Two mothers, acting independently and living on opposite sides of the country from each other, are believed to have killed their children and themselves in recent days.
The alleged killings come on the heels of a disturbing, recent string of family murder-suicides, which criminologists and forensic psychiatrists call familicides.
Though rare, experts say familicides tend to occur in clusters.
Police believe Andrea Roberts, 41, a stay-at-home mother, killed her two children, ages 11 and 7, and her husband, Michael, before turning the gun she used to kill them on herself. Neighbors found the bodies in their home in an upscale Dallas suburb.
Tuesday the bodies of a 44-year-old woman, her 10-year-old son and 7-year-old daughter were found inside a Delhi Township, Ohio, house. The deaths are being investigated as homicides, although murder-suicide was "certainly a possibility," Hamilton County Coroner O'dell Owens told The Associated Press.
Women are more likely to kill their children than men are, but men are more likely to kill both their children and their spouse, said Dr. John Bradford, head of the forensic psychiatry department at the University of Ottawa.
Experts said that men and women are often motivated to kill their children for different reasons.
Unlike men, who often are driven to familicide by feelings that they have failed to adequately provide for their kids, women often kill their children out of a delusional sense of altruism.
Women's attempts at suicide often fail, said Dr. Phillip Resnick, a psychiatry professor at Case Western Reserve University, and their crimes are therefore less likely to be classified as familicide.
Sametta Heyward, 27, was accused Tuesday of leaving her two young children in a hot car in Hanahan, S.C., while she was at work. She was charged with homicide by child abuse after their bodies were found wrapped in trash bags under an apartment sink, the AP reported.
Though it seems likely that Hayward's children were killed as a result of neglect, women are often driven to kill their children by a psychotic impulse to help them.
Psychosis and severe depression can lead women to believe they are killing their children to end their suffering or because they believe they are demonically possessed, according to Bradford.
"When you're psychotically depressed the whole world appears as if you're looking through dull gray glass," Bradford said. "When you look at your children, you see them through your own suffering and emotional pain and believe they, too, are suffering. You begin to think they and you would be better off in heaven. This is an altruistic delusion. The results are horrific, but it's done in the hopes of stopping suffering."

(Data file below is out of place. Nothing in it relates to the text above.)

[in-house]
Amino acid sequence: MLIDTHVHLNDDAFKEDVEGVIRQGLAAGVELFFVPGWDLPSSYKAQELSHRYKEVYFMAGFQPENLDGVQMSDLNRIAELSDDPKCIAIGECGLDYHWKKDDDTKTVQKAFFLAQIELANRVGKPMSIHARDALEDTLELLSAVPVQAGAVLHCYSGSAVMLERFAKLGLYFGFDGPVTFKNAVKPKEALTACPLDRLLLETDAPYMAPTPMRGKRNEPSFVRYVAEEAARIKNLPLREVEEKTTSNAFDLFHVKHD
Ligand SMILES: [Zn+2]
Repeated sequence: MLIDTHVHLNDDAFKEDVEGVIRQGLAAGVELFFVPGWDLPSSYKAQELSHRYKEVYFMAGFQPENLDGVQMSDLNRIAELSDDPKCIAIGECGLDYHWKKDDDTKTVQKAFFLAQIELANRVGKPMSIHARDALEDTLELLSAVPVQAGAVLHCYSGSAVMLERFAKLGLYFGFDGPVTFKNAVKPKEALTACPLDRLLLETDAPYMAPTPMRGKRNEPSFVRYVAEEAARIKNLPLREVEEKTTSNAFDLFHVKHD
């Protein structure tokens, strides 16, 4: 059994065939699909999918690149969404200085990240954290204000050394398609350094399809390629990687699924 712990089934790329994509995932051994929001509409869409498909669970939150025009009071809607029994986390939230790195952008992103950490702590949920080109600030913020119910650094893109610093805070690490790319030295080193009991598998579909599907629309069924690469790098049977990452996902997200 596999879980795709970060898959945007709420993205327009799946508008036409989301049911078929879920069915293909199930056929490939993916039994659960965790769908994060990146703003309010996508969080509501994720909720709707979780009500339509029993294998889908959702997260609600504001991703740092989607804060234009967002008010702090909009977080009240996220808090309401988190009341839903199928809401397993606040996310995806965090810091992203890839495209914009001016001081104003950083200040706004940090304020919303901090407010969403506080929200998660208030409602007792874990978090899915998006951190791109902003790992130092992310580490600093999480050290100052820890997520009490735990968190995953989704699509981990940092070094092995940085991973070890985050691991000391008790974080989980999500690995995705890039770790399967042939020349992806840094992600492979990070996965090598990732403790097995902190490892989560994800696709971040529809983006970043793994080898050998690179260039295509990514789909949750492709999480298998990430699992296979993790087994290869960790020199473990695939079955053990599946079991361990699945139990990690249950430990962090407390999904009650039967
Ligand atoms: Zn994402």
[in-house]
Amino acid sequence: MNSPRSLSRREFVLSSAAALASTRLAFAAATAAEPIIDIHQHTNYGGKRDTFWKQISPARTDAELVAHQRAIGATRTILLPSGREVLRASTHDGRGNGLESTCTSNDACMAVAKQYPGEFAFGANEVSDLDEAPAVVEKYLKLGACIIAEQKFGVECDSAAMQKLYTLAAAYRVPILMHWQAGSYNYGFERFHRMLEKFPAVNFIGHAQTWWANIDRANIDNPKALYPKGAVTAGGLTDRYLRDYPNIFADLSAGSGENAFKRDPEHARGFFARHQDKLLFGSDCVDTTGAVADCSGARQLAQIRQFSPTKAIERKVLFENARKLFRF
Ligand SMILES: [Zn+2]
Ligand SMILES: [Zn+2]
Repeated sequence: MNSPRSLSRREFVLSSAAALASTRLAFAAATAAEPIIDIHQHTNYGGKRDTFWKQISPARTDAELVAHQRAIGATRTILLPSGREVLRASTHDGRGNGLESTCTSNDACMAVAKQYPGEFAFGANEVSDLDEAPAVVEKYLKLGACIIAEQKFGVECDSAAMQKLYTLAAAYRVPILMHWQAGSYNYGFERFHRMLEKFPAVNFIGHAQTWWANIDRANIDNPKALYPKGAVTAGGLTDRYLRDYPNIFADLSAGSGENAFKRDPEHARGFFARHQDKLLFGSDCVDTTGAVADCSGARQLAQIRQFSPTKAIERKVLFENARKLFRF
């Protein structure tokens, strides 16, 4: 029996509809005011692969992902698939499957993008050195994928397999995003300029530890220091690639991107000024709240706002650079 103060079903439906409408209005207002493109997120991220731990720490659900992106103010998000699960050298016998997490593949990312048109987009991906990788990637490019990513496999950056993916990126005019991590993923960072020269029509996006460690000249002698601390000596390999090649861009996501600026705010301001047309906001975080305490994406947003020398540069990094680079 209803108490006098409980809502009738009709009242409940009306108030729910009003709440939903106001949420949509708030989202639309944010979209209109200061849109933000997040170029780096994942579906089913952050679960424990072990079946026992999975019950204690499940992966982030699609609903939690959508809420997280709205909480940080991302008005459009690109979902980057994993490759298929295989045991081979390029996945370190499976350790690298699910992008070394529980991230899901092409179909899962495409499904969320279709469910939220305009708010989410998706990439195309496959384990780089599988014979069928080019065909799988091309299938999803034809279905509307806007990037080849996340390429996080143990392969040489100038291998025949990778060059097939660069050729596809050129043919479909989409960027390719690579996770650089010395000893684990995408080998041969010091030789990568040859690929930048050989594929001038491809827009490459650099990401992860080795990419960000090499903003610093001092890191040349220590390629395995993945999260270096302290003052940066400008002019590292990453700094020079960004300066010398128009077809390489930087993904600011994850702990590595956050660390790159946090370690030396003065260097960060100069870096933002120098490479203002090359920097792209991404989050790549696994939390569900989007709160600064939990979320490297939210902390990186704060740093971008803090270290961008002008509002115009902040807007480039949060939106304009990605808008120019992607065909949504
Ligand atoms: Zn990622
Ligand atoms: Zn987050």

Severely psychotic women, Bradford said, "might not see their children as suffering but see them instead as evil. They believe their child is a devil, and to protect mankind they must be killed."
Men and women who kill their children, forensic psychologists and criminologists told ABC News, tend to be severally depressed or psychotic and do not simply "snap" but usually have long histories of mental illness.
In June, wrestler Chris Benoit made headlines when he was found to have killed his wife, his 7-year-old son and himself in the family's Fayetteville, Ga., home.
Benoit's wife, Nancy, 43, and son, Daniel, were each found in different rooms and were believed to have been killed days before the wrestler took his own life.
Less than a week before the Benoit killings, New Jersey engineer Thomas Reilly and California businessman Kevin Morrissey each decided to kill their children and then themselves.
Reilly, 46, drowned his two young daughters, ages 5 and 6, in the bathtub of their Montclair, N.J., home before hanging himself from the attic rafters.
Morrissey, 51, shot his wife and two daughters in a parked car at a popular park near Berkeley, Calif., before turning his .357 handgun on himself.
Police investigating the deaths of Morrissey and his family said they found a note in which the 51-year-old father of two said he was distressed over the family's financial situation.
Morissey ran a skin care clinic with his wife, Dr. Mamiko Kawai, 40. The couple's two daughters were Nikki Morrissey, 8, and Kim Morrissey, 6.
Resnick, a psychiatry professor at Case Western Reserve University, said Morrissey may have been "severely depressed and believed his family was similarly miserable. He was ending the entire family's pain."
"Money is often an issue. The man sees himself as a breadwinner and may feel like he has to take the whole family out with him," Resnick said.
Police investigating the deaths of Reilly and his children, Megan, 5, and Kelly, 6, said they didn't yet know what motivated him to drown his daughters, but that he'd recently been separated from his wife.
"There are still many unanswered questions. The couple was separated, and he had visitation rights. The wife contacted police when she couldn't reach Reilly. There was no note, and the case is still under investigation," said Roger Terry, deputy chief of the Montclair Police Department.
Local, state and federal agencies do not specifically track familicides, and discrepancies in the way the crimes are classified make getting an accurate count difficult.